Lords call for a more diverse Charity Commission board

The report by the Select Committee on Charities says the regulator 'cannot expect to hold the sector to a higher standard than it is able to achieve itself'

Charity Commission
Charity Commission

The next round of appointments to the Charity Commission’s board should "actively seek to recruit people from a wide range of demographic characteristics", the House of Lords Select Committee on Charities has recommended.

In its report, the committee says it recognises there are difficulties for the regulator in securing a diverse board, but it "cannot expect to hold the sector to a higher standard than it is able to achieve itself".

It says: "We recommend that the commission is mindful of the example it sets to the sector and that when filling future vacancies it explicitly seeks to recruit individuals with a range of skills, charity experiences and demographic characteristics, such as age, gender, ethnicity and geography.

"We expect to see the results of this approach in the next set of board appointments."

Appointments to the regulator’s board are made by the government, but at one of the committee’s evidence hearings the Labour peer Lord Foulkes of Cumnock suggested to William Shawcross, chair of the commission, that his board was "a fairly right-wing, upper middle-class, white, middle-aged group of people from the south-east of England".

Shawcross said at the time that the suggestion was "grossly unfair" and subsequently said in a letter to the committee that he felt the statement amounted to a personal attack.

The committee’s report notes that it heard evidence during its inquiry from the National Council for Voluntary Organisations, which called for a greater role for parliament in how the board is appointed and an independent chair with cross-party support, and the chief executives body Acevo, which said the appointments process was "opaque and undemocratic".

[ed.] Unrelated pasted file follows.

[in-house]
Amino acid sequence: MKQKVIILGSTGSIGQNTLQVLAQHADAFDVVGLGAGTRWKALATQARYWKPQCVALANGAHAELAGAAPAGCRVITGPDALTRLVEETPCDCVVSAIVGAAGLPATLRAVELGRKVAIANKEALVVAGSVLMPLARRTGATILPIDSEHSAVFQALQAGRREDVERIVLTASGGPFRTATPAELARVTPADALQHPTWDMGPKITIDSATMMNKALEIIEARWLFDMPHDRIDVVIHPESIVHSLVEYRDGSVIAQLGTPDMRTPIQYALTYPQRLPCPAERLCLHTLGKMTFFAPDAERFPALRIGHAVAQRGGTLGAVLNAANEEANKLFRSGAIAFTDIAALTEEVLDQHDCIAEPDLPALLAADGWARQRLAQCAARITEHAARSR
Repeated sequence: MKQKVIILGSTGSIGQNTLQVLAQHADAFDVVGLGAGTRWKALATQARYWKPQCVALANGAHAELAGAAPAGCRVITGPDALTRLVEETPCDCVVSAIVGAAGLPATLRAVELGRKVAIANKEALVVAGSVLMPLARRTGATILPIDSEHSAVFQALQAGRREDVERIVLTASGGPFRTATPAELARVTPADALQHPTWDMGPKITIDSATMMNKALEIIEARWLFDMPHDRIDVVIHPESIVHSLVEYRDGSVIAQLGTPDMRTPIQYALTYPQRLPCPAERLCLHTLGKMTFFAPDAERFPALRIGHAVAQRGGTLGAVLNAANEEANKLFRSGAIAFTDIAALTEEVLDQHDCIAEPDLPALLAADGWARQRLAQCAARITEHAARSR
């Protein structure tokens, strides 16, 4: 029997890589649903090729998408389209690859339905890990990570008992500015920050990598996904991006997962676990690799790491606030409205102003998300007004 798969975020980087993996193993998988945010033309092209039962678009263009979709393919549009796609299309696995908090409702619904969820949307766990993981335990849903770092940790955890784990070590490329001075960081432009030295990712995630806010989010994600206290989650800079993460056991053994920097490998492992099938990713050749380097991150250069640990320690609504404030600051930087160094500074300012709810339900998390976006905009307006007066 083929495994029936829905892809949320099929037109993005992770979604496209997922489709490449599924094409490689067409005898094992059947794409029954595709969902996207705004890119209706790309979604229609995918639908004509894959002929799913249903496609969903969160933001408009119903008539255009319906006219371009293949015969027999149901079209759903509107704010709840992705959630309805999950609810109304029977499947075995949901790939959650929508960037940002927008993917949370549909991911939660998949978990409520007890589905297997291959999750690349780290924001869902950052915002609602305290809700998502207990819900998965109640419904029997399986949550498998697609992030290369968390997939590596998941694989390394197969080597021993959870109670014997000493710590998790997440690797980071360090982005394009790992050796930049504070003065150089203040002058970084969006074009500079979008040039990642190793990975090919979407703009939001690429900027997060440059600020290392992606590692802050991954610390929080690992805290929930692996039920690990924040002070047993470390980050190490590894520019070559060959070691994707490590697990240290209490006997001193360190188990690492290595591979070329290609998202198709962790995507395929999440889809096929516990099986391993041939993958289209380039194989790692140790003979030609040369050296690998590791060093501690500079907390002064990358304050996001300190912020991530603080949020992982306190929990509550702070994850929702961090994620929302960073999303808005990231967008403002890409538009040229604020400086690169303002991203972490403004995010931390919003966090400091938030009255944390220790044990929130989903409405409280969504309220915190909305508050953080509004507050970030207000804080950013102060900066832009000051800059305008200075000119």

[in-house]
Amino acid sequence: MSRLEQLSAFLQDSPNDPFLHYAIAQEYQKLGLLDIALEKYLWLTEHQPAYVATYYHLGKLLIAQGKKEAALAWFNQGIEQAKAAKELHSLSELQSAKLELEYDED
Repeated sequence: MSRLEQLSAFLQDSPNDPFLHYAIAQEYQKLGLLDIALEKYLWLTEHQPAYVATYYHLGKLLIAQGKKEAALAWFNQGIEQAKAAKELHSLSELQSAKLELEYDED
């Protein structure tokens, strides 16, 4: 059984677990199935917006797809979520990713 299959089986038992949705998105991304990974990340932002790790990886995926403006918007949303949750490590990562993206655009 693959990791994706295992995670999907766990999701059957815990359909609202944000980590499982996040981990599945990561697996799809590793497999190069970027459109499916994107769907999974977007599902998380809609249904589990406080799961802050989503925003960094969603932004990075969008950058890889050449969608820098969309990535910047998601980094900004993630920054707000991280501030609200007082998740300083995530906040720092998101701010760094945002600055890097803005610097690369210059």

A Charity Commission spokesman said the regulator was committed to continuing to improving diversity throughout the commission, and said its board had until recently included women from BAME backgrounds.

"Diversity is an important issue for the commission and charities to consider," he said. "Indeed, it is an issue across government, parliament and in wider society.

"Appointments to the board will be made by Department for Culture, Media & Sport ministers, but when vacancies are next advertised we will ask DCMS to allow us to work with a specialist recruiter with expertise in recruiting a diverse range of candidates."

Commission ‘must take care in public communications’

The report says that the commission "must take care in its public communications to ensure that it retains the confidence of the public and the charity sector".

It says the committee heard concerns from charities about the Charity Commission’s initial guidance on campaigning during the EU referendum, which had been interpreted as restricting their ability to speak on the issue.

The report says that, although the guidance was subsequently revised, "it clearly created a negative impression in the sector in relation to their freedom to comment and advocate on relevant issues".

The report says that any new regulation or guidance should recognise that advocacy is an important and legitimate part of charities’ role and set this out in "clear and unambiguous language".

It says: "Just as charities must be judicious in their activities in order to remain politically impartial, the Charity Commission must take care in its public communications to ensure that it retains the confidence of the public and the charity sector."

The charity leaders body Acevo said in a statment that it welcomed the committee’s affirmation that a healthy society is dependent on robust charity campaigning. It added that it was further encouraged by the observations that the Charity Commission should be "mindful of the need to support charity" and "to be representative of the sector it regulates".

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